GLF Schools

GLF Schools

Writing

 

Warren Mead Infant and Junior Partnership 2020-21

Curriculum Intent

 

Subject: Writing 

Subject Leader: Lucy Thomas

 

Curriculum Intent  (what is the purpose of this subject)

At Warren Mead, we believe that a quality ‘skills based’ English curriculum develops children’s ability to become effective writers. 

 

We are aware that our children live in a digital society and have fewer language models to support them. Effective oracy impacts spelling, grammar and cohesion. With this in mind, we intend to support our teachers in planning and delivering high quality English lessons where modelling of oracy, spoken language, vocabulary and written language is of a high quality and tailored to the needs of the children. In turn, we aim to have all pupils ending their primary education being able to read, write and speak with clarity, confidence and credibility so that the children are equipped with the skills they need to increase their self-esteem and succeed in the rest of their education and in the rest of their lives. Furthermore, we aim to close the attainment gap between our disadvantaged pupils and their peers. 

 

It is imperative that children from Reception to Year 6 are provided with many opportunities to develop and apply their speaking, listening and writing skills, which they adopt through exposure to high quality texts and effective modelling. Through our skills-based approach, we aim to foster pupils' interest in writing by offering varied contexts for writing to enable the children to write for different purposes and audiences. By taking pupils on a writing journey, we intend to expose them regularly to writing cycles where they experience planning, drafting and redrafting their writing. We intend to give accurate spelling, punctuation and grammar a high importance in English lessons in order to meet the demands of the National Curriculum and give the children they need to convey meaning, no matter the context.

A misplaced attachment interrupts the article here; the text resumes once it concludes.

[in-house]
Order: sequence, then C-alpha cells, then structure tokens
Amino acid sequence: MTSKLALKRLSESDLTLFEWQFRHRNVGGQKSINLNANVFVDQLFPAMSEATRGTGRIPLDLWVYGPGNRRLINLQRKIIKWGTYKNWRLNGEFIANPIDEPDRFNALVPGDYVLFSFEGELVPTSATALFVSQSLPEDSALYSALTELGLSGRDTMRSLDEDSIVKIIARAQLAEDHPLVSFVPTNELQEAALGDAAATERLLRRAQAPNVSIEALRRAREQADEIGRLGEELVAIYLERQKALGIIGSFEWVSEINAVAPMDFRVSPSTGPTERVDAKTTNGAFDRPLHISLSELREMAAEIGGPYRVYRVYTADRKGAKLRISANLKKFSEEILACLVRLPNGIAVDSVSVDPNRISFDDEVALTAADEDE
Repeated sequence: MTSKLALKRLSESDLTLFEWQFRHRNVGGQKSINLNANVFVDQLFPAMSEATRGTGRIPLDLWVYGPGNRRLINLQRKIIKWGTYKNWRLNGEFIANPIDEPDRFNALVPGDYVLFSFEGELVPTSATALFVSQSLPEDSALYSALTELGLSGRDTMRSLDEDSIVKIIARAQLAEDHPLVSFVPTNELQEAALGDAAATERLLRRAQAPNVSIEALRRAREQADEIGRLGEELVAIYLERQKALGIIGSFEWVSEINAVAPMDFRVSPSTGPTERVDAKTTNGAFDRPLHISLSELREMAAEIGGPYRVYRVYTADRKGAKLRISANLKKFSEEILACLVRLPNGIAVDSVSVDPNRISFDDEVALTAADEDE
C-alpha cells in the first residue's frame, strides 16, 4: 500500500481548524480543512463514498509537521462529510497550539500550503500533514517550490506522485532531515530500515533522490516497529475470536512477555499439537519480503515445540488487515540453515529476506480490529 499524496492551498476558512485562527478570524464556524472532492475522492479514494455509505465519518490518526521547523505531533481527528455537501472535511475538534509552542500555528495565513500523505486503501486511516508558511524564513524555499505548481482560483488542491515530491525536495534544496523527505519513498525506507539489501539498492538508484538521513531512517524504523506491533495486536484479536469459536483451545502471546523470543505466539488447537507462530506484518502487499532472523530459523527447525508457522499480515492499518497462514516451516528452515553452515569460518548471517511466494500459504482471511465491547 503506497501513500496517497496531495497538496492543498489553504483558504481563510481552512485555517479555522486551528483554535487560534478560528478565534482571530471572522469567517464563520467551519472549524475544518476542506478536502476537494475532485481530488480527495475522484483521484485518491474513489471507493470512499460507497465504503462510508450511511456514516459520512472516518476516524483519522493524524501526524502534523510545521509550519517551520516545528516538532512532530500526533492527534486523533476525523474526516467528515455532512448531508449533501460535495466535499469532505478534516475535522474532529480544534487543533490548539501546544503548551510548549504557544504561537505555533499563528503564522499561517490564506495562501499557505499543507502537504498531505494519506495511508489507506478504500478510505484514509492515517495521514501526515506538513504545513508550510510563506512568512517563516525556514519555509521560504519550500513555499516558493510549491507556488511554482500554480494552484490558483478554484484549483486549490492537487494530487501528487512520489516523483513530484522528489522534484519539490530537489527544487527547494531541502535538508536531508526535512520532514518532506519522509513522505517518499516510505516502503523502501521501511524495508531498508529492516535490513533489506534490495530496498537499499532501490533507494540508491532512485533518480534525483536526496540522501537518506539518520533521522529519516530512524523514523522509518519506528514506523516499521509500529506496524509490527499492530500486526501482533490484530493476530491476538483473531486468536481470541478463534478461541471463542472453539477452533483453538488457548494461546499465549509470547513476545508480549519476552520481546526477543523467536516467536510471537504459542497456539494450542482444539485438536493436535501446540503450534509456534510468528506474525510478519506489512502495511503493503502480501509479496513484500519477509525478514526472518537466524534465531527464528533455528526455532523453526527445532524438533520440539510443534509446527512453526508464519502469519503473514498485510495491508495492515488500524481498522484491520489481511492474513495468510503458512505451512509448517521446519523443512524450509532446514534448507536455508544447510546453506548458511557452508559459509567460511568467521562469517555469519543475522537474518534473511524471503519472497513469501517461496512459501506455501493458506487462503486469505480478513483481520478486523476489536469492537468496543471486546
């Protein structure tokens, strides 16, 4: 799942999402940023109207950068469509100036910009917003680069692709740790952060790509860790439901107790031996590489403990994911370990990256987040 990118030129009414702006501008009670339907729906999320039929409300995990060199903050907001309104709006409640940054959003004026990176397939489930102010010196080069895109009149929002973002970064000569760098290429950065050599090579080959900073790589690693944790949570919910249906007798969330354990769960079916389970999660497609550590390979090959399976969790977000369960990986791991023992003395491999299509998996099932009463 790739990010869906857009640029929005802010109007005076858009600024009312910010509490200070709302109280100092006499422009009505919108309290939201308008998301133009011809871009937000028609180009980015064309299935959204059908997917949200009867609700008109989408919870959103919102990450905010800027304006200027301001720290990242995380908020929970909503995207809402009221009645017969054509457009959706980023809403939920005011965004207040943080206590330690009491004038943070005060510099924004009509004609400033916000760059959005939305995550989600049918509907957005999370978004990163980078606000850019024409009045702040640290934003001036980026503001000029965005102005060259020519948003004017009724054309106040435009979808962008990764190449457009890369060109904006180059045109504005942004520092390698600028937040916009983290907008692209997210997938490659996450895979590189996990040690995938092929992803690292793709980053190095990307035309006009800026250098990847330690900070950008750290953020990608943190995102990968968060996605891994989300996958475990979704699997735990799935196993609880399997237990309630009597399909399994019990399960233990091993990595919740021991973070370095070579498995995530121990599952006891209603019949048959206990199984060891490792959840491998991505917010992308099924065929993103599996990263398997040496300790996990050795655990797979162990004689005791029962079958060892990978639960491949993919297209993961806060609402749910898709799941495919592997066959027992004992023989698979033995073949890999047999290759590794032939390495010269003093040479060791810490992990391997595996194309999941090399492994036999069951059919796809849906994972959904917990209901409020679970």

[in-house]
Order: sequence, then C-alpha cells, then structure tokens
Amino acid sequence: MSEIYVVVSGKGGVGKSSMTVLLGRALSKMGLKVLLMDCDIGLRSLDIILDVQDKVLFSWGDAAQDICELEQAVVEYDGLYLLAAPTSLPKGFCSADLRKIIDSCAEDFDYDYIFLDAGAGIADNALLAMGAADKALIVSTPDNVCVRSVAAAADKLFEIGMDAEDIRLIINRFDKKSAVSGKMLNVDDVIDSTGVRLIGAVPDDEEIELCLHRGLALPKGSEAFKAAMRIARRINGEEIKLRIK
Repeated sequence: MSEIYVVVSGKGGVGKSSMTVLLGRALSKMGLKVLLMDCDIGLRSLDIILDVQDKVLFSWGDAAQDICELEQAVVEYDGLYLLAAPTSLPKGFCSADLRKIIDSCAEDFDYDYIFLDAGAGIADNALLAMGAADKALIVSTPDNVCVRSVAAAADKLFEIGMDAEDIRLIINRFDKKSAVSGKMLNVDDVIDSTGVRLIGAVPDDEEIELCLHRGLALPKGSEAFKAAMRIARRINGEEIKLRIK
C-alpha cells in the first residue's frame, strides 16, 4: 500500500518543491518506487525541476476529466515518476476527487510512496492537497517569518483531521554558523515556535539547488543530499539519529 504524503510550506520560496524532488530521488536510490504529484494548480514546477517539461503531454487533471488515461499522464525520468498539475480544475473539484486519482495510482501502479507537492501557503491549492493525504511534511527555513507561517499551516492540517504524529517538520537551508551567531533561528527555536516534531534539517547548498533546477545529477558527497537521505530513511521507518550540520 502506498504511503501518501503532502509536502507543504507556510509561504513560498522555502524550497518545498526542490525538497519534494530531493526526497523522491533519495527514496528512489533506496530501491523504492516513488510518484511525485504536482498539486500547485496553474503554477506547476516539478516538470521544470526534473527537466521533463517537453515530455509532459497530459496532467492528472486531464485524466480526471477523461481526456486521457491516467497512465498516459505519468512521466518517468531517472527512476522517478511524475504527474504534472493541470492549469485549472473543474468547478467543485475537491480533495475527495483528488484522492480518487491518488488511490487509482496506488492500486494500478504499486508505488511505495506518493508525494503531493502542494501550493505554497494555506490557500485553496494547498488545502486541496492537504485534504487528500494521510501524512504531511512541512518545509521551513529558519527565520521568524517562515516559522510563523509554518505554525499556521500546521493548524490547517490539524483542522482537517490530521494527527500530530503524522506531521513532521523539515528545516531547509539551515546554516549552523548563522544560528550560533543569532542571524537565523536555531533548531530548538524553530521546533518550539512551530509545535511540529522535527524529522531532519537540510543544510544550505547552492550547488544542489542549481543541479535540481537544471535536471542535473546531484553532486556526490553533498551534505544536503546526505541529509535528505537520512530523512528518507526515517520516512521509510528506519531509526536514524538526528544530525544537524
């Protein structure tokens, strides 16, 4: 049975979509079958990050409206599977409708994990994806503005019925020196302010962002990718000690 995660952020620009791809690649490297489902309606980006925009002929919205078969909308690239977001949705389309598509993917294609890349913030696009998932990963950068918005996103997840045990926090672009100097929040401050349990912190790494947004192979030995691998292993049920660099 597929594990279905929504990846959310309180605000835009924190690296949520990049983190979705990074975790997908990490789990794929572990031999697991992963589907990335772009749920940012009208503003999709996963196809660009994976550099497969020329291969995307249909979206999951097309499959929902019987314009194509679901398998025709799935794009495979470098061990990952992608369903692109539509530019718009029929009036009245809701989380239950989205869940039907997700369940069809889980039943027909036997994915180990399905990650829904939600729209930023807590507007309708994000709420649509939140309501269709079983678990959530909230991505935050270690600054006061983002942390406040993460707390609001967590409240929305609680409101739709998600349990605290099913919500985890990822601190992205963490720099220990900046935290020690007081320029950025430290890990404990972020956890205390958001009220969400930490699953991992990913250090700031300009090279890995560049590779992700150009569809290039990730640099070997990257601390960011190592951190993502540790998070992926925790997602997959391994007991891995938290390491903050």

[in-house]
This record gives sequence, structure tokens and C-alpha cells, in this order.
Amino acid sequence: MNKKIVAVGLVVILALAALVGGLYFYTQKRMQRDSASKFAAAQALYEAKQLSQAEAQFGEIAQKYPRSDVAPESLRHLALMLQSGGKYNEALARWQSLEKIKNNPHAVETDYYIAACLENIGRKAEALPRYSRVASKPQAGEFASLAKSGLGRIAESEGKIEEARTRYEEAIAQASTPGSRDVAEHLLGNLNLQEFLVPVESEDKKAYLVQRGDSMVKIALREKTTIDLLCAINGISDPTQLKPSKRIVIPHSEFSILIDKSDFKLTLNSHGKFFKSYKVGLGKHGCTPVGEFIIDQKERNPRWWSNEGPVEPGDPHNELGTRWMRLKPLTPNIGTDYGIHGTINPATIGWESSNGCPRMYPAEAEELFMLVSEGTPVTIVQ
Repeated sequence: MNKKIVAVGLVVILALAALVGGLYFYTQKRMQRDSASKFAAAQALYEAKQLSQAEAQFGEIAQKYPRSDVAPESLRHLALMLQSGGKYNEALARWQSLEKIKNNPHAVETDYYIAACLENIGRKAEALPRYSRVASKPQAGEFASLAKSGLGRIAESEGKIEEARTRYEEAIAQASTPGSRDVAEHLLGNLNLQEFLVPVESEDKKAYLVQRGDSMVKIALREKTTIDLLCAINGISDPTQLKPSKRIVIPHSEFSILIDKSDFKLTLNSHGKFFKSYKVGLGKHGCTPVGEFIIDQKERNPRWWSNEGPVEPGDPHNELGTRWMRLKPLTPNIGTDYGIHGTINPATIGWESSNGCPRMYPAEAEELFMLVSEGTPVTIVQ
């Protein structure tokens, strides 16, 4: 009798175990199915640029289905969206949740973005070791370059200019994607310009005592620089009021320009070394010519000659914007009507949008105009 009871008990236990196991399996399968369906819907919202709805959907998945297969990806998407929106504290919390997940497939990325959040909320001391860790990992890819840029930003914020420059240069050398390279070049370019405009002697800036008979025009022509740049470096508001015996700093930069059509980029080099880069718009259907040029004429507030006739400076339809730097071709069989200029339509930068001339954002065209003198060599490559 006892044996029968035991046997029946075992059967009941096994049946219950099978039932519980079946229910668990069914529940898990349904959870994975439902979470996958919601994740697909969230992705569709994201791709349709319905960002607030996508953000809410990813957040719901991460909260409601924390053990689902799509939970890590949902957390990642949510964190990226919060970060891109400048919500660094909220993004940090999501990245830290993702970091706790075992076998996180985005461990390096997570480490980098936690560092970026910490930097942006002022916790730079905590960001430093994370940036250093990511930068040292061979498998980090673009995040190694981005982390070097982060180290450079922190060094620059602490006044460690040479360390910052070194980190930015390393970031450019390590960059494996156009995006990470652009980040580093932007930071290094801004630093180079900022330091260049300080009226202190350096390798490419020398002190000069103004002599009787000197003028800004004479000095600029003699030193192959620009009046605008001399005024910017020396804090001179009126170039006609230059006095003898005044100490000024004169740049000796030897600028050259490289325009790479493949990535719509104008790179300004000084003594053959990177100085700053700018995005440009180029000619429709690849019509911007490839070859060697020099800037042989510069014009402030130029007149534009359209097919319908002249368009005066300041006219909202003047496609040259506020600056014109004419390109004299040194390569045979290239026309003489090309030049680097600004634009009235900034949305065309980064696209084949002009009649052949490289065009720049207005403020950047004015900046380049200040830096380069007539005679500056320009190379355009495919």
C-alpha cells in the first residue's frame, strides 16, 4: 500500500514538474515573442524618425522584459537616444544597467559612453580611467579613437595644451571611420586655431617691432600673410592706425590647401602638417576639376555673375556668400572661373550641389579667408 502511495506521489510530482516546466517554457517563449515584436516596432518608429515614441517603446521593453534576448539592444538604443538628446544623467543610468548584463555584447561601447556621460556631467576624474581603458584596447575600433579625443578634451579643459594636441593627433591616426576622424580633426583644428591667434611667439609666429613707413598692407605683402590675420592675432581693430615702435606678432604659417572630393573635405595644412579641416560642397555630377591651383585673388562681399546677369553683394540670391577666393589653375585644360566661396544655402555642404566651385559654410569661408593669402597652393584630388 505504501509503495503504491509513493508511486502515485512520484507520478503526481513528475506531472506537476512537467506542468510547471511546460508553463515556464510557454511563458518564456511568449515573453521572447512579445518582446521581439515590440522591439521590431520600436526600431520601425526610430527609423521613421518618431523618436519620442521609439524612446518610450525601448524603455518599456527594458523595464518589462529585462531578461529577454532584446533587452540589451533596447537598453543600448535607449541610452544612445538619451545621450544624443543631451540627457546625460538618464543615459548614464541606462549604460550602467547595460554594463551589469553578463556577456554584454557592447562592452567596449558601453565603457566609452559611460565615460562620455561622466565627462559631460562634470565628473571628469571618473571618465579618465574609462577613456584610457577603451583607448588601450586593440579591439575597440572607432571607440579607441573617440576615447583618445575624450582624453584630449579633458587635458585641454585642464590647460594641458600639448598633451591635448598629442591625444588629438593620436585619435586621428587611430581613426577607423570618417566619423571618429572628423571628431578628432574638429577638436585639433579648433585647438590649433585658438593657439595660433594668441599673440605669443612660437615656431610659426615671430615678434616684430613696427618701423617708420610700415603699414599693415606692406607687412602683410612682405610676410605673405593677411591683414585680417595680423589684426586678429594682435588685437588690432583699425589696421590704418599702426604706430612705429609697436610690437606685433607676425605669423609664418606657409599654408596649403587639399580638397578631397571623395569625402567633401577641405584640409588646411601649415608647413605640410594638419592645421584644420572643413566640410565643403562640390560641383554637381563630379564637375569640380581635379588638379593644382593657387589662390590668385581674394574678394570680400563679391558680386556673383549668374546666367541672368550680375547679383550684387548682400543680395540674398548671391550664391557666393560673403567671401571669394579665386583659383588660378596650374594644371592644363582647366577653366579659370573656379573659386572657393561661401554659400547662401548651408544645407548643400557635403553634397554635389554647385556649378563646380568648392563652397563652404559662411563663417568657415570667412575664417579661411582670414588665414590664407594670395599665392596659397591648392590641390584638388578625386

Curriculum Implementation (how is the subject structured/sequenced)

  • Writing is taught through a learning journey (skills based) approach.

  • Teachers write their own modelled texts inspired by high quality, age-appropriate texts 

  • Objectives are derived from the National Curriculum

  • Bloom’s Taxonomy higher order thinking skills are used to help generate learning objectives

  • A discrete SPaG lesson will be taught at the start of every learning journey and link to the genre of writing for that period

  • Assessment style questions are incorporated into SPaG lessons to support teacher’s judgements and to prepare students for summative assessment

  • A discrete vocabulary lesson is taught in every learning journey to develop children’s oracy skills and expose them to rich and challenging language

  • Some ‘Talk for writing’ methods are used throughout the learning journey to support children with their oracy, planning and composition skills e.g. box up planning and text mapping 

  • Children experience 1:1 conferencing with their teachers during the learning journey to work on targets and improve writing skills

  • In Years 2 and 6, writing is assessed against the TAF exemplifications

  • In every other year, writing is assessed against the writing indicator checklists derived from Pupil Asset